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Mass Market is Turning into a Mass of Niches

Attendees at IDC's European IT Forum heard that the major challenge facing companies is to bring new technology-based products and services to market to make Europe more innovation friendly and better able to use ICT to improve productivity and counter the growing pressure of globalization.

Keynote speakers at the forum emphasized that sustainable economic growth could be achieved through a new process of strategic planning and evolution of business models that reflects market changes.

“The fundamental challenge for most organizations, particularly in the ICT industry, is to alter their strategic planning processes in order to embrace more frequent changes in their external environment," said Jeff Sampler, professor of strategy and technology, Oxford University. "Many organizations have reduced strategic planning to an annual weekend retreat. This is hardly a situation that can detect weak signals and emerging trends. Unless companies do this they will continue to be astonished by the next surprising trends."

Chris Anderson, author of The Long Tail, focused on new business models that show the best way to take advantage of the shifts in culture and economy, from a focus on a relatively small number of hits -- mainstream products and markets -- at the head of the demand curve to a huge number of niches in the tail.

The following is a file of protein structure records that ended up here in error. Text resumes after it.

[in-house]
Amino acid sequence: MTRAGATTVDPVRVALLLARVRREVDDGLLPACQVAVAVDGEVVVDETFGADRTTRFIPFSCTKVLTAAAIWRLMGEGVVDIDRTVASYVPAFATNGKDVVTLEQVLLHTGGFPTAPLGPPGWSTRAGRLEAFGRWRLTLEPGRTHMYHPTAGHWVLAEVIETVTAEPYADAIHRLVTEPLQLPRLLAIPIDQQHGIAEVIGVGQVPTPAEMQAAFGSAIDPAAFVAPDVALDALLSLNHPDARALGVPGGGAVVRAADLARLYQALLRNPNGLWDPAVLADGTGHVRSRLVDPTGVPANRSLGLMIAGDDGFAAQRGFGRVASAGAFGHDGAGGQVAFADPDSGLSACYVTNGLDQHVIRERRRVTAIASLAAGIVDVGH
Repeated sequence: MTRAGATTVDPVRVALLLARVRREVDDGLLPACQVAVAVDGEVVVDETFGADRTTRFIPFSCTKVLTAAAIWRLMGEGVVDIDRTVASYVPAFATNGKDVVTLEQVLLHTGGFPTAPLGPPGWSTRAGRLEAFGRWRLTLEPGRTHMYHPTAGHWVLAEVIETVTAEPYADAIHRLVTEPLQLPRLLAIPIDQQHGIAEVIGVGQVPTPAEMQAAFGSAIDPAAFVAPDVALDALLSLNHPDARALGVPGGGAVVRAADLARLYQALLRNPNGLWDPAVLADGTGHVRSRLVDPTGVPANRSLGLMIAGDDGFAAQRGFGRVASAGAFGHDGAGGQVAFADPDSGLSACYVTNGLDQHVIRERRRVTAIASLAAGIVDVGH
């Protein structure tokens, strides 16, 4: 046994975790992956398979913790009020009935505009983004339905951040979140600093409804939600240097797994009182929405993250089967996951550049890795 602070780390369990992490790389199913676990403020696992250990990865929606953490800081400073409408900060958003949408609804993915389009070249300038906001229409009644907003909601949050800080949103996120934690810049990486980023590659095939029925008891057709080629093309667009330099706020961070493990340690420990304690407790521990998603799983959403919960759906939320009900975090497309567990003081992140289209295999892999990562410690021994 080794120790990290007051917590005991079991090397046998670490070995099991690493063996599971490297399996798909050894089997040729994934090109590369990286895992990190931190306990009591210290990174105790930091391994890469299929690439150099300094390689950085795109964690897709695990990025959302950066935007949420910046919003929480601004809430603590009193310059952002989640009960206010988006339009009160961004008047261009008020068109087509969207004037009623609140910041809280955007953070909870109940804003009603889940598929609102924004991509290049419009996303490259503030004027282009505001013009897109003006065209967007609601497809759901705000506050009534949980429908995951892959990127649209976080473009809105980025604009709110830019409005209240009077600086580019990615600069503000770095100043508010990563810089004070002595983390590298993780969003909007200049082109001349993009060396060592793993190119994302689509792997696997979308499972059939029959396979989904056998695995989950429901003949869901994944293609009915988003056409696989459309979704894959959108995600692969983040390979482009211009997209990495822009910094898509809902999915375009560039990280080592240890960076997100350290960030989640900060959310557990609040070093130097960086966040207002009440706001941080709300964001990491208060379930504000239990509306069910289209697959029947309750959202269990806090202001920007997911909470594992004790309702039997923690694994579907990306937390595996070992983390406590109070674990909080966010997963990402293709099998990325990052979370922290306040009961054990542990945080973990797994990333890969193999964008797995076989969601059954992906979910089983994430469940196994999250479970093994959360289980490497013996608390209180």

In short, he said, the mass market is turning into a mass of niches. The ability to reach niche markets represents a big opportunity for growth, and technology plays a key role in this process. "As the costs of production and distribution fall, especially online, there is now less need to lump products and consumers into one-size-fits-all containers," said Anderson. "In an era without the constraints of physical shelf space and other bottlenecks of distribution, narrowly-targeted goods and services can be as economically attractive as mainstream fare."

The common theme of the panel was that innovation must be nurtured, as technology-passionate employees bring in the new tools and usage models after experiencing them at home, and the CIO must find a way to leverage these employees’ knowledge and passion to the benefit of the organization.

As Web 2.0 technologies and concepts are expected to be offered to the enterprises, CIOs must not conclude in advance that these are time-wasters and prohibit any attempt to integrate them within the organization.

A great benefit for the information worker can be achieved by using Web 2.0 technologies, including RSS, blogs, Wikis, widgets, tagging, and an overall information sharing concept, which would enable faster and easier access to existing corporate data, such as ERP and CRM systems, and also enhance the enterprise’s ability to gather employees’ particular knowledge into a shared data pool, for the benefit of most corporate positions.

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